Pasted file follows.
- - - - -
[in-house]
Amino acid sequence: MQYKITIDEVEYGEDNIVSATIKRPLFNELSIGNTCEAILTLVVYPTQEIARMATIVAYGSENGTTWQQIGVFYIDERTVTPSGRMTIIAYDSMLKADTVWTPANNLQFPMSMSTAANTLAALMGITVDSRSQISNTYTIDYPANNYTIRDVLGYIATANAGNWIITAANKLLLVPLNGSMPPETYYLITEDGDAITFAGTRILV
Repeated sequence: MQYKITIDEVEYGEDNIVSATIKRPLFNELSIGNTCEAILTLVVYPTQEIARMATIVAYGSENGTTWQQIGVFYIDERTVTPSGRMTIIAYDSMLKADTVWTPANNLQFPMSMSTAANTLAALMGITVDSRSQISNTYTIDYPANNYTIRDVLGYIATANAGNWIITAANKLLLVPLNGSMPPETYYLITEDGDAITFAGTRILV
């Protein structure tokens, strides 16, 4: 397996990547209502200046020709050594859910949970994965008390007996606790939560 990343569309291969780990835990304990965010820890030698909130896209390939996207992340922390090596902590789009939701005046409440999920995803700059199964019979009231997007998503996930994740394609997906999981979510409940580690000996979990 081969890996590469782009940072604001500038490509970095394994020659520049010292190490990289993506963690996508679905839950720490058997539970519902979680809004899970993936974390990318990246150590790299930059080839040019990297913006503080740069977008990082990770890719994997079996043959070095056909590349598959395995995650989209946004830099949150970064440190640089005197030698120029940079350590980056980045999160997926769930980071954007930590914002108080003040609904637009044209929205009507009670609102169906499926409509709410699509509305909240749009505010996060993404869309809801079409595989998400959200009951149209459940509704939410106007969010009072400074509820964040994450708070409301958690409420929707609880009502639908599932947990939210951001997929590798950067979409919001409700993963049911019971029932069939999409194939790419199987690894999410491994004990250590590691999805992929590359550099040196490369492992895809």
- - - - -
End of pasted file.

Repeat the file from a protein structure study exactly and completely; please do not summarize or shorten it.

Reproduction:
[in-house]
Amino acid sequence: MQYKITIDEVEYGEDNIVSATIKRPLFNELSIGNTCEAILTLVVYPTQEIARMATIVAYGSENGTTWQQIGVFYIDERTVTPSGRMTIIAYDSMLKADTVWTPANNLQFPMSMSTAANTLAALMGITVDSRSQISNTYTIDYPANNYTIRDVLGYIATANAGNWIITAANKLLLVPLNGSMPPETYYLITEDGDAITFAGTRILV
Repeated sequence: MQYKITIDEVEYGEDNIVSATIKRPLFNELSIGNTCEAILTLVVYPTQEIARMATIVAYGSENGTTWQQIGVFYIDERTVTPSGRMTIIAYDSMLKADTVWTPANNLQFPMSMSTAANTLAALMGITVDSRSQISNTYTIDYPANNYTIRDVLGYIATANAGNWIITAANKLLLVPLNGSMPPETYYLITEDGDAITFAGTRILV
């Protein structure tokens, strides 16, 4: 397996990547209502200046020709050594859910949970994965008390007996606790939560 990343569309291969780990835990304990965010820890030698909130896209390939996207992340922390090596902590789009939701005046409440999920995803700059199964019979009231997007998503996930994740394609997906999981979510409940580690000996979990 081969890996590469782009940072604001500038490509970095394994020659520049010292190490990289993506963690996508679905839950720490058997539970519902979680809004899970993936974390990318990246150590790299930059080839040019990297913006503080740069977008990082990770890719994997079996043959070095056909590349598959395995995650989209946004830099949150970064440190640089005197030698120029940079350590980056980045999160997926769930980071954007930590914002108080003040609904637009044209929205009507009670609102169906499926409509709410699509509305909240749009505010996060993404869309809801079409595989998400959200009951149209459940509704939410106007969010009072400074509820964040994450708070409301958690409420929707609880009502639908599932947990939210951001997929590798950067979409919001409700993963049911019971029932069939999409194939790419199987690894999410491994004990250590590691999805992929590359550099040196490369492992895809």